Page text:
A Still-Strong Alliance
Charles A. Kupchan, Hoover Institution | May 2012
This essay examines transatlantic relationships over the past two decades and the reasons behind why the Western alliance has been able to survive despite predictions of demise. Particular emphasis is given to what the skeptics got right and what they got wrong, including Robert Kagan's paper entitled "Power and Weakness." Attention is also given to a new challenge confronting the Atlantic Alliance, specifically the crisis of governance, and measures needed to respond to this threat.
Like so many other analysts, Kagan predicted that America's appetite for policies of coercion over persuasion, in stark contrast to Europe's more Kantian stance, favoring the carrot over the stick, will deepen the transatlantic divide. His analysis proved to be impressively accurate a decade ago, especially considering European widespread opposition to the war in Iraq, the EU's slow response to the financial crisis, as well as Barack Obama's inability to keep his promise to shut down Guantánamo and sufficiently commit to curb global warming.
Despite these shortcomings, the Western alliance has been able to defy such predictions of demise. Europe's willingness to use force has been severely underestimated, as attested by the tens of thousands of European troops in Afghanistan and the successfully driven air campaign by Britain and France that toppled Bashar al-Assad's regime in Libya. Similarly, the United States' readiness to resort to force whenever it deems necessary is greatly overestimated; Washington has been responsible for many multilateral practices and creation of several international institutions.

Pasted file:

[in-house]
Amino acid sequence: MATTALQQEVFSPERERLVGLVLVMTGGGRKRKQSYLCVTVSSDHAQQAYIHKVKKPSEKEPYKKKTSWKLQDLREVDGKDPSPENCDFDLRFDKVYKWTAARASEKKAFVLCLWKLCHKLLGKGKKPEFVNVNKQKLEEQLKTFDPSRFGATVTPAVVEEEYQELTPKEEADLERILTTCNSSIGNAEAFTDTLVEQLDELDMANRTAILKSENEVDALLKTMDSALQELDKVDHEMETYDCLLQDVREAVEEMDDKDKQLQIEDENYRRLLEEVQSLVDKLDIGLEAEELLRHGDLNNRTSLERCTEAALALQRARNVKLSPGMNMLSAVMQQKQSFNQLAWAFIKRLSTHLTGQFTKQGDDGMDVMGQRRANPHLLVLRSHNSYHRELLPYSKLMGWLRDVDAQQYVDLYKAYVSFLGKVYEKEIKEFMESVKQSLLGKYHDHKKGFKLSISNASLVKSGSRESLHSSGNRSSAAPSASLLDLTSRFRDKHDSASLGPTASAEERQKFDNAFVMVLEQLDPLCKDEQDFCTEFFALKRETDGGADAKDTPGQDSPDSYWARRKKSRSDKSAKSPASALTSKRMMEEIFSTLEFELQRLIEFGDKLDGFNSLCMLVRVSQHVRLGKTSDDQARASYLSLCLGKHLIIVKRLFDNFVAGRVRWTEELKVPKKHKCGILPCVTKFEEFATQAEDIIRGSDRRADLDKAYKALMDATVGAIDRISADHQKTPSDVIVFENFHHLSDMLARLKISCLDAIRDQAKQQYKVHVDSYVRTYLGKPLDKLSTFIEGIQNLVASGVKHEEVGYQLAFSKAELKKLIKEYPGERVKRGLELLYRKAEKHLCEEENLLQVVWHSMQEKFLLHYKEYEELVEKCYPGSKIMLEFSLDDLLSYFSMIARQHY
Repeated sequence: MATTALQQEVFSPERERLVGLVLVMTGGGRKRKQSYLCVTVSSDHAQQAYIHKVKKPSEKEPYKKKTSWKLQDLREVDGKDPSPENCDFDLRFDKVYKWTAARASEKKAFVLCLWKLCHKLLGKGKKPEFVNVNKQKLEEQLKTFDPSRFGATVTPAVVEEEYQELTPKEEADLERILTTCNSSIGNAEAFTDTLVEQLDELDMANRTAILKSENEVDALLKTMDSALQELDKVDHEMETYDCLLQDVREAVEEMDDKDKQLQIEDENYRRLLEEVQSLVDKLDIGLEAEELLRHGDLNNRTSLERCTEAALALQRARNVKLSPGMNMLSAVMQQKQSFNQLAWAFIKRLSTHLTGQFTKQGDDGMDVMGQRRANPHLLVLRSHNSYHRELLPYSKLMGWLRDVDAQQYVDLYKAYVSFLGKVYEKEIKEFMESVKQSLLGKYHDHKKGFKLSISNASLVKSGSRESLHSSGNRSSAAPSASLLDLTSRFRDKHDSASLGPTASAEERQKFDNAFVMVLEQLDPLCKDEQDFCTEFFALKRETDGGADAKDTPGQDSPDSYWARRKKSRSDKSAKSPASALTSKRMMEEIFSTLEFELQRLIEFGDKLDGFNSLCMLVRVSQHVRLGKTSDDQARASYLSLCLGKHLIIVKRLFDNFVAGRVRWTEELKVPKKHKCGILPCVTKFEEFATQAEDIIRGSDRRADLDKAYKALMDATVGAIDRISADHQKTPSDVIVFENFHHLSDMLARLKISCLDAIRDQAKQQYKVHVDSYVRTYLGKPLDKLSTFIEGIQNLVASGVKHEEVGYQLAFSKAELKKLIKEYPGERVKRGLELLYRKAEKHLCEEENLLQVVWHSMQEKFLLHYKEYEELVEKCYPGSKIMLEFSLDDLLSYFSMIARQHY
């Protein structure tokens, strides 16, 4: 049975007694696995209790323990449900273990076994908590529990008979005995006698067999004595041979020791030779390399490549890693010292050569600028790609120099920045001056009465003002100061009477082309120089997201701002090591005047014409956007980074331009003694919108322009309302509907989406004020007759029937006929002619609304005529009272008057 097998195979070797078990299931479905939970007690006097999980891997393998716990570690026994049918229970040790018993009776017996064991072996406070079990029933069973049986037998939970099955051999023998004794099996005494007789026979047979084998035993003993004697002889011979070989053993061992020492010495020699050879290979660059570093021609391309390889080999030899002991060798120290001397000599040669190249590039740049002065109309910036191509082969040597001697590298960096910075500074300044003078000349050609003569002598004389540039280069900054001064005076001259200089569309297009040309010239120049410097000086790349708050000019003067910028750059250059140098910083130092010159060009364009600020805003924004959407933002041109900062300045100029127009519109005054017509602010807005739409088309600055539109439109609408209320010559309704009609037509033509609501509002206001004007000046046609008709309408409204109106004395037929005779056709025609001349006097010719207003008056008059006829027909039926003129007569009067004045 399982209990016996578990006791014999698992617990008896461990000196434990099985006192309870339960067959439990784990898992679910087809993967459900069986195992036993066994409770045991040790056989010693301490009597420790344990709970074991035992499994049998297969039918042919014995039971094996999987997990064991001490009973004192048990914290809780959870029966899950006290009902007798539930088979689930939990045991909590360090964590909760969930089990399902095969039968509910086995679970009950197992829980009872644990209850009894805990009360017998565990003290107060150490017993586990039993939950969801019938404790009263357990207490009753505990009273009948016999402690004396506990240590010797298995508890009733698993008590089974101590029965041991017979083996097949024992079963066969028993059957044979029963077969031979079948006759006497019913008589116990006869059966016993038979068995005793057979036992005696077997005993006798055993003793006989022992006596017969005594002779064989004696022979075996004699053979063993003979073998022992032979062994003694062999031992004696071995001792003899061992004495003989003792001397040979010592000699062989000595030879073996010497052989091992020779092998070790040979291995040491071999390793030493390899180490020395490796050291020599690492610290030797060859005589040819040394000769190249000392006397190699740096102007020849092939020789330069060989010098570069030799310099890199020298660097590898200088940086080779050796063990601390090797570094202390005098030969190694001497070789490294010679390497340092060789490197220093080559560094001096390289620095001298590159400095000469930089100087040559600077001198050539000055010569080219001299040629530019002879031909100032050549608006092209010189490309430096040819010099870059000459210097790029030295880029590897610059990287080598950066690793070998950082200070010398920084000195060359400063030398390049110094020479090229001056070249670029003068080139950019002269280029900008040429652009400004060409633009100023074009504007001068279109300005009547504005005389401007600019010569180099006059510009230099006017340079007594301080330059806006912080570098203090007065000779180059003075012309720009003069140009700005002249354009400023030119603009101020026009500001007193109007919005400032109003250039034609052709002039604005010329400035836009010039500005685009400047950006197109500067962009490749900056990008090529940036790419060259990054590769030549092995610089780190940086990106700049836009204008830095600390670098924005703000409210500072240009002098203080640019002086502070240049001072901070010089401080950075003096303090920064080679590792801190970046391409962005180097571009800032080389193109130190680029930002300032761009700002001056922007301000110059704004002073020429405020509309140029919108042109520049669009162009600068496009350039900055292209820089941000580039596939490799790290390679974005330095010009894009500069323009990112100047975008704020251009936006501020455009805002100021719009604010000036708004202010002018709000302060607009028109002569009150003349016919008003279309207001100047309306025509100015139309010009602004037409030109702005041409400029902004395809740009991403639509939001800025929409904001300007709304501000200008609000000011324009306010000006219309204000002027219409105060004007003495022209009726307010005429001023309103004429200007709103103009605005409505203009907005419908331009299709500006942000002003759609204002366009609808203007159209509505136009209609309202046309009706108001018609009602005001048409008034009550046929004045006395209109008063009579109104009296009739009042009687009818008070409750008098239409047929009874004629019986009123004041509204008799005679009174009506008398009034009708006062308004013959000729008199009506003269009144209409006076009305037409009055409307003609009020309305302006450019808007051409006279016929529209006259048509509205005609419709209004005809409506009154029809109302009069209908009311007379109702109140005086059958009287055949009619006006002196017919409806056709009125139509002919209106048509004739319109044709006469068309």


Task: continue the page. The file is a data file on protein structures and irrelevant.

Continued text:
As reassuring as this might sound, the Atlantic alliance is not completely out of the woods. It is encountering perhaps an even greater threat - namely, the crisis of governance that is transpiring on both sides in the form of an extended period of slow economic growth and political polarization. With a re-emergence of nationalism in Europe, the project of European integration is starting to stagger, at a time when the collective will of the European Union is needed to mend transatlantic ties and provide global leadership with its partners. A common voice cannot be found in American politics as well, as partisan polarization and animosity is becoming even more intense resulting in weak policy and political paralysis.
Accordingly, a three pronged agenda is needed to recover economic and political solvency. First, both sides of the Atlantic must engage in strategic economic planning in the face of globalization, with large-scale investments in education, research, infrastructure and jobs. Second, Western leaders must embrace an agenda of progressive populism, so as to ensure that centrist voters regain confidence in democratic institutions and not veer to political extremes. Lastly, as Americans are tired of shouldering most of the burden of two lengthy wars in the midst of economic turmoil and Europeans seek to retreat from EU integration, Western governments must aspire to take all reasonable measures to prevent their publics from turning inward.
Read the full paper here.
Charles A. Kupchan is a professor of International Affairs at Georgetown University and Whitney Shepardson Senior Fellow at the Council on Foreign Relations.
Written by Ramin Daniel Rezai